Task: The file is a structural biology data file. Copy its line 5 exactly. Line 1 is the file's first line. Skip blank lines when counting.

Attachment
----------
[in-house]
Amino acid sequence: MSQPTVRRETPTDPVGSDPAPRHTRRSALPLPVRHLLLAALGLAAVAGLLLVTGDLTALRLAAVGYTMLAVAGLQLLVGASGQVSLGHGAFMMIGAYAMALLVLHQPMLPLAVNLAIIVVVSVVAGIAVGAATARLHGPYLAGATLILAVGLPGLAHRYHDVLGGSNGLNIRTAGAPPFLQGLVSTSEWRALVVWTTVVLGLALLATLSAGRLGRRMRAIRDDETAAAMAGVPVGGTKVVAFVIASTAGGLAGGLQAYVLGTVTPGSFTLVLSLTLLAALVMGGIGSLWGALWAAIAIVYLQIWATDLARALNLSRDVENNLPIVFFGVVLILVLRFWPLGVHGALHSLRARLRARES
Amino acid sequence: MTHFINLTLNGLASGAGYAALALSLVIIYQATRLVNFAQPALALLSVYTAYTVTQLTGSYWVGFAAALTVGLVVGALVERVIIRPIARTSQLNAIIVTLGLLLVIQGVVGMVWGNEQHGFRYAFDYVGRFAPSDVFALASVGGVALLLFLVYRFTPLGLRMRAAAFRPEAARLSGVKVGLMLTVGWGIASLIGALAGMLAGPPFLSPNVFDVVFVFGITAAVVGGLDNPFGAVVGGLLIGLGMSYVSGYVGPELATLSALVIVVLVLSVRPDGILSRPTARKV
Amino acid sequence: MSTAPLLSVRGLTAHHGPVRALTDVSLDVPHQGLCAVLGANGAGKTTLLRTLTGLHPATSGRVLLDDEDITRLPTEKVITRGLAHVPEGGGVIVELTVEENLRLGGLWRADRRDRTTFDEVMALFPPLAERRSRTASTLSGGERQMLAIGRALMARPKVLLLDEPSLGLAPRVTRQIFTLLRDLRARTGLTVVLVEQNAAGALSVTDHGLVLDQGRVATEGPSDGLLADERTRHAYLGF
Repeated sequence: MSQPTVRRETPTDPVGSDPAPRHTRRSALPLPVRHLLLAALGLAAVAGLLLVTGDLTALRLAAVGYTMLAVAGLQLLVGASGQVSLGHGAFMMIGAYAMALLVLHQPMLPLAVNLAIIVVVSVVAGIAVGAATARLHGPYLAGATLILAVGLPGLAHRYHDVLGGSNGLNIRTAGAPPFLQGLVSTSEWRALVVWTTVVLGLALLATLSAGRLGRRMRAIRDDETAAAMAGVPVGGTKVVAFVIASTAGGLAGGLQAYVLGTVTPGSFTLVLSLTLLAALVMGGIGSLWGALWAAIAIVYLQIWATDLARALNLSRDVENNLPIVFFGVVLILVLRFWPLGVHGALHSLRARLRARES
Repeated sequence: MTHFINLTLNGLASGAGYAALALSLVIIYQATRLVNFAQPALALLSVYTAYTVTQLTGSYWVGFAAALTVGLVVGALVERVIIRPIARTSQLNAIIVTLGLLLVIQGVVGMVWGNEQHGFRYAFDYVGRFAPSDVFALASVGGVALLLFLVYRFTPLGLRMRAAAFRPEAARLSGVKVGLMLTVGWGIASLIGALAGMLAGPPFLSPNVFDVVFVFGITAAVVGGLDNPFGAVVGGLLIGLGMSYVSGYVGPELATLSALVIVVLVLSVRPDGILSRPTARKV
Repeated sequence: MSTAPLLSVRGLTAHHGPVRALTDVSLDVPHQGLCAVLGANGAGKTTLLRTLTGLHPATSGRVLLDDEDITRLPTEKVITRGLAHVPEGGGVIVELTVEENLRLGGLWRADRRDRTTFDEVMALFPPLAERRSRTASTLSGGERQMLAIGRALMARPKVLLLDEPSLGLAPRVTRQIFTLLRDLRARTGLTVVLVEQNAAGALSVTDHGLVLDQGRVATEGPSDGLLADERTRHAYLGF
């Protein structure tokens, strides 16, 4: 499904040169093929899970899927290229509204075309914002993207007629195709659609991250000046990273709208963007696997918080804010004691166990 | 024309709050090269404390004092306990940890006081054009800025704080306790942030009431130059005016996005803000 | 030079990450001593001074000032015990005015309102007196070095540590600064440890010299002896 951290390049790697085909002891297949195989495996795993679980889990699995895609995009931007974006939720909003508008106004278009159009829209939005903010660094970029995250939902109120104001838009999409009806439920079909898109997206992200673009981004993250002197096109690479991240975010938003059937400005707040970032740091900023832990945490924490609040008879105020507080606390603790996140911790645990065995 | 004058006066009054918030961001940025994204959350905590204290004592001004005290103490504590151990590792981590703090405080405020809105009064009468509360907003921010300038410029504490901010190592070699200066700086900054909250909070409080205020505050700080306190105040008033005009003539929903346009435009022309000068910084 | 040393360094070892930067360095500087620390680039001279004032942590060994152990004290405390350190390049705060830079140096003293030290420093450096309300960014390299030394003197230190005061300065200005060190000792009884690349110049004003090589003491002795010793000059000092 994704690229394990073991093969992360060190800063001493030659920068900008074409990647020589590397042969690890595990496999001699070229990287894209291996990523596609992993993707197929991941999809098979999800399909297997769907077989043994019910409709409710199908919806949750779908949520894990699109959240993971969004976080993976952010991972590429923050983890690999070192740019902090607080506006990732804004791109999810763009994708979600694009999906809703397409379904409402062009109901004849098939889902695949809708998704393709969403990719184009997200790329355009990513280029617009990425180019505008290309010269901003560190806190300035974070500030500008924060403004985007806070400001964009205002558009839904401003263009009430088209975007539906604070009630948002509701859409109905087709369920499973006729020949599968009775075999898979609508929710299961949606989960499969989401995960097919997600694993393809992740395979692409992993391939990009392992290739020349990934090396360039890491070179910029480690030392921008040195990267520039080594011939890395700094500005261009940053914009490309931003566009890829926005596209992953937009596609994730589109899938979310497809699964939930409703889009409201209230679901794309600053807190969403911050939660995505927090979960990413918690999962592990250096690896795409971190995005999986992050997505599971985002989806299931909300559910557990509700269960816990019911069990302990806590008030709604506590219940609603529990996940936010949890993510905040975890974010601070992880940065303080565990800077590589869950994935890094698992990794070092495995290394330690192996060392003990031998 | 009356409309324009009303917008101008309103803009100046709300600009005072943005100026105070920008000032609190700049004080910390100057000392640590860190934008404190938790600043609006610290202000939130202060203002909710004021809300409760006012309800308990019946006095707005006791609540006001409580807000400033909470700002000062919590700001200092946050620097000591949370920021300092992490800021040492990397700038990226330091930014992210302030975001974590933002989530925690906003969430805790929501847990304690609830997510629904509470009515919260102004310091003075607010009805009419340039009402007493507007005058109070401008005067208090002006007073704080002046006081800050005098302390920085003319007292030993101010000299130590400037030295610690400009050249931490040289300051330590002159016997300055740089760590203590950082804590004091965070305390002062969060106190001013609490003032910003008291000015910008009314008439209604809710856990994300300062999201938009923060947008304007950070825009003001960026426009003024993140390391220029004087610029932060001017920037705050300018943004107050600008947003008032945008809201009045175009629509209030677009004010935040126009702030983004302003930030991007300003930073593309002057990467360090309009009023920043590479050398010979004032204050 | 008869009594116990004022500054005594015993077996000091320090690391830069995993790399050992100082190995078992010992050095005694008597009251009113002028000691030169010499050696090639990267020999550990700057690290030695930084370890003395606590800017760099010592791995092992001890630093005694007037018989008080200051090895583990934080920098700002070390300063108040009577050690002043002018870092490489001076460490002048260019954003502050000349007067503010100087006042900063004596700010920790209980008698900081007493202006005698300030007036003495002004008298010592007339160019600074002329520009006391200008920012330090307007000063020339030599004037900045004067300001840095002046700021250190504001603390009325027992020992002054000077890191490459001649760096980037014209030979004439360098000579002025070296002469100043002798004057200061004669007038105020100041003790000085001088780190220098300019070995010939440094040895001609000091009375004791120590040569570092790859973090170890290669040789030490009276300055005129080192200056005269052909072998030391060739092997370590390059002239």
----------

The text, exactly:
Repeated sequence: MSQPTVRRETPTDPVGSDPAPRHTRRSALPLPVRHLLLAALGLAAVAGLLLVTGDLTALRLAAVGYTMLAVAGLQLLVGASGQVSLGHGAFMMIGAYAMALLVLHQPMLPLAVNLAIIVVVSVVAGIAVGAATARLHGPYLAGATLILAVGLPGLAHRYHDVLGGSNGLNIRTAGAPPFLQGLVSTSEWRALVVWTTVVLGLALLATLSAGRLGRRMRAIRDDETAAAMAGVPVGGTKVVAFVIASTAGGLAGGLQAYVLGTVTPGSFTLVLSLTLLAALVMGGIGSLWGALWAAIAIVYLQIWATDLARALNLSRDVENNLPIVFFGVVLILVLRFWPLGVHGALHSLRARLRARES